Every summer for a brief period of time, cherries steal the spotlight at the market. Fresh jams, cobblers and cheesecakes inspired by the fruit line kitchen counters to be enjoyed through the season, only to disappear as that short window comes to a close. All of which is a shame because the burst and pucker of this fresh stone fruit should be enjoyed longer than its shelf life.
A longtime maraschino cherry fan, I wanted to develop a traditional recipe that could be easy replicated at home, and it’s a great way to preserve the sweetness and personality of this summer highlight.
Think maraschino cherries, and your mind probably conjures up the neon red cherries that, for decades, have been used to garnish cocktails and to top colorful sundaes and banana splits. Overly sweet, the chemically-treated product we know actually has a deliciously interesting past.
In the early 1900s, enterprising Italian orchardists found that they could preserve Marasca cherries in a spirit distilled from the fruit itself. Preserving not only the flesh, but stems, seeds, pits and even leaves of the fruit, the method gave the product a perfect sweet/tart balance with subtle bitter almond undertones. Inevitably, the preserved cherries found their way across the Atlantic and, until Prohibition, the traditional maraschino cherry was the standard. With the prohibition of alcohol, American farmers in Oregon developed a brining solution to produce non-alcoholic maraschino-like cherries. While these cherries appealed to many Americans’ sweet tooth, the practice stripped the cherries of their natural color and flavor. Unfortunately, these cherries are the “maraschino cherries” most of us know, even to this day.
Summer, fruit and alcohol are a match made in heaven. I wanted to preserve the flavors and memories of summer by creating a more traditional maraschino cherry recipe. During my research I came across many good recipes, but they all fell short for one reason or another. Most recipes rely on almond extract, fruit juice and/or food coloring, and many do not utilize the whole cherry. This recipe makes use of both the pits and stems. Simmering the pits in simple syrup brings out the pits’ subtle almond essence — a natural flavor compliment to stone fruit — and leaving the stems on the fruit gives the cherries their iconic look. While the recipe will work with a variety of cherries available in the markets now, I developed it with Bing cherries in mind as they have a long season and are so easy to find.
As your supply of cherries deplete, stir the sweet cherry liquor that remains into a Negroni cocktail. Traditional maraschino cherries are a treat to enjoy, and the bright red imitations we see everywhere are no comparison to the original. Making maraschino cherries at home is easy, and with minimal effort, you can use them to top your favorite sundaes or garnish a Friday night cocktail -- regardless of the season.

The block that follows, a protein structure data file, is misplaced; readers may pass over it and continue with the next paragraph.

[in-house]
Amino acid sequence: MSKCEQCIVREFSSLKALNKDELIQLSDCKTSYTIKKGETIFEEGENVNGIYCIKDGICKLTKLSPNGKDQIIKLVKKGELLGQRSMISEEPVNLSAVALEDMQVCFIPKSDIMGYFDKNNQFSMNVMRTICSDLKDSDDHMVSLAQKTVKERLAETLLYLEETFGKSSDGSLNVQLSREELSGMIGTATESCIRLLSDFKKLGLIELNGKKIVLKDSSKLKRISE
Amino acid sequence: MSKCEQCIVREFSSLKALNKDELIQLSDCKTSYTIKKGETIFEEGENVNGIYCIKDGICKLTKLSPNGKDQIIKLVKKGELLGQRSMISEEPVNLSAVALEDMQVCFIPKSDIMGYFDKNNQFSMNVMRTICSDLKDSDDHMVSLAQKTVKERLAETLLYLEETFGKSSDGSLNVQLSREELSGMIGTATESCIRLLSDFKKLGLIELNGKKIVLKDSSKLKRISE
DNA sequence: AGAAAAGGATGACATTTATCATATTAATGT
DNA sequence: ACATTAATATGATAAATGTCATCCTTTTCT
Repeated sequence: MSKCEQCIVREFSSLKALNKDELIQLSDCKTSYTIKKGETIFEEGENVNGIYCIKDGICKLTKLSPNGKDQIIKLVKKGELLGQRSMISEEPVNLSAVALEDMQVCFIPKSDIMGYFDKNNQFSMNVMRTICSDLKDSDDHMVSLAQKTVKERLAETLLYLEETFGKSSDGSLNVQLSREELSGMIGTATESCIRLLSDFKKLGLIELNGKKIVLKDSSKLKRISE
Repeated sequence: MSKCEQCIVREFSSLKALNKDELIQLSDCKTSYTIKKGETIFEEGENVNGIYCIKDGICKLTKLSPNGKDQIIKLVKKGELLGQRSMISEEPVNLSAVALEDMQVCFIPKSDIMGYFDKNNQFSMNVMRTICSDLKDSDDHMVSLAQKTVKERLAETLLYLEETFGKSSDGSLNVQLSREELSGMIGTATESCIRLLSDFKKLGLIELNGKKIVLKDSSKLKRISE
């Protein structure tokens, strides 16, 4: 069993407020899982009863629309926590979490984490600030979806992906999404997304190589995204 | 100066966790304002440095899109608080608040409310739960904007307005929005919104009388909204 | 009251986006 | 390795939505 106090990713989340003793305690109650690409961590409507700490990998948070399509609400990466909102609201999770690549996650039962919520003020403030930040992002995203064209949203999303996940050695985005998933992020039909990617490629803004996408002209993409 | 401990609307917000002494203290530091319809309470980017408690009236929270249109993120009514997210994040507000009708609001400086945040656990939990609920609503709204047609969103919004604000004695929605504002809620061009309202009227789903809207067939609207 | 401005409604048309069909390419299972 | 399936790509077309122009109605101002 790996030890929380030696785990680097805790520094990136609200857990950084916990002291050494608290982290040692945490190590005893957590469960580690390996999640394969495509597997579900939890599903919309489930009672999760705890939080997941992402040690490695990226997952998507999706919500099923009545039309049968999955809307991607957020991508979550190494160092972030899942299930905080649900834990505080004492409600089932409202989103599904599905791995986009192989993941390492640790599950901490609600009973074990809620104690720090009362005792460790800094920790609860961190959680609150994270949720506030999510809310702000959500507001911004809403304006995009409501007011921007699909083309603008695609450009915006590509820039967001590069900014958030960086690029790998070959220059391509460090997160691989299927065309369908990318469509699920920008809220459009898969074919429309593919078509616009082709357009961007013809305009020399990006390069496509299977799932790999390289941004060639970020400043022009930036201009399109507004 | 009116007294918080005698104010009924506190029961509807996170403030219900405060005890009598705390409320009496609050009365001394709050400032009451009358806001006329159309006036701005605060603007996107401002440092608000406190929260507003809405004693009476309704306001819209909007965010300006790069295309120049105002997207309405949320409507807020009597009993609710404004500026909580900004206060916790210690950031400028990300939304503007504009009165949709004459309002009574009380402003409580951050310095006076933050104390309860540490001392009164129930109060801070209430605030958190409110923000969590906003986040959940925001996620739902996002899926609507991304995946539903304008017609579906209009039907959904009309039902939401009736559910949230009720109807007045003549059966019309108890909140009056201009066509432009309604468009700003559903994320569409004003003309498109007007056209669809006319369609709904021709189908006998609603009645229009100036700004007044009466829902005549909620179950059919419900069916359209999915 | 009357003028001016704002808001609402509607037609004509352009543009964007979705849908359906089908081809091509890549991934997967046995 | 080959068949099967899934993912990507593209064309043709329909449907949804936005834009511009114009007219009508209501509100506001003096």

— Dylan Simmons
24 hours. Makes 2 pint jars
3 1/4 cups (1 ¼ pounds) fresh cherries with stems
¾ cup sugar
¼ cup water
1 tablespoon lemon juice
1 cup maraschino liqueur
In a colander, wash the cherries and drain. Pit the cherries, keeping the stems attached to the fruit. (I like to use a paper clip to pit cherries: Unfold a paper clip, so there is a small end and large end. Place the cherry down on work surface, and insert large end of paper clip in bottom of cherry to act as a hook. Twist paper clip around until pit comes out, making sure to keep the flesh of the fruit and stem intact.) Reserve the pits.
In a medium saucepan, combine reserved cherry pits, sugar and water over medium-high heat, stirring occasionally with a heat-proof spatula until the mixture comes to a boil, about 5 minutes. Remove from heat and strain the syrup through a fine mesh strainer, discarding the pits. Return the syrup to the saucepan and add the pitted cherries and lemon juice. Bring to a simmer over medium-high heat, stirring occasionally, until the cherries are slightly softened, about 5 minutes depending on the variety of cherry. Remove from heat.
Pour the cherry mixture back into a non-reactive container and cool to room temperature, about 30 minutes. Add the maraschino liqueur and stir to combine. Divide the cherries between two pint jars, and pour over the liquid. Refrigerate overnight. The cherries are best enjoyed within a few days.
Note: From Dylan Simmons.
5 minutes. Makes 1 cocktail
1 ounce maraschino cherry liquid
1 ounce gin
1 ounce Campari
1 maraschino cherry, for garnish
1 orange peel, for garnish
Fill a cocktail shaker, or mixing glass, halfway with ice. Add the maraschino cherry liquid, gin and campari. Gently stir until chilled, 20 to 30 seconds. Strain and pour into a chilled rocks glass, filled halfway with ice. Garnish with the orange peel and maraschino cherry.
Note: From Dylan Simmons.
Born and raised in a rich Pennsylvania Dutch culture outside the Philadelphia area, Dylan Simmons has had a love for cooking ever since he could see above the kitchen counter. During his studies at the Culinary Institute of America, Simmons trained at the Los Angeles Times Test Kitchen, where he pursued his passion for food media, food science, recipe testing and development. After graduating from the C.I.A., Simmons started a catering business, creating dishes using local Pennsylvania produce. He has also worked for America's Test Kitchen (both the Cook's Country magazine and television show). With his culinary training, extensive experience in recipe development, and passion for using fresh ingredients, Simmons enjoys sharing the science behind the recipes he develops, explaining how and why they work so they can be easily replicated in the home kitchen.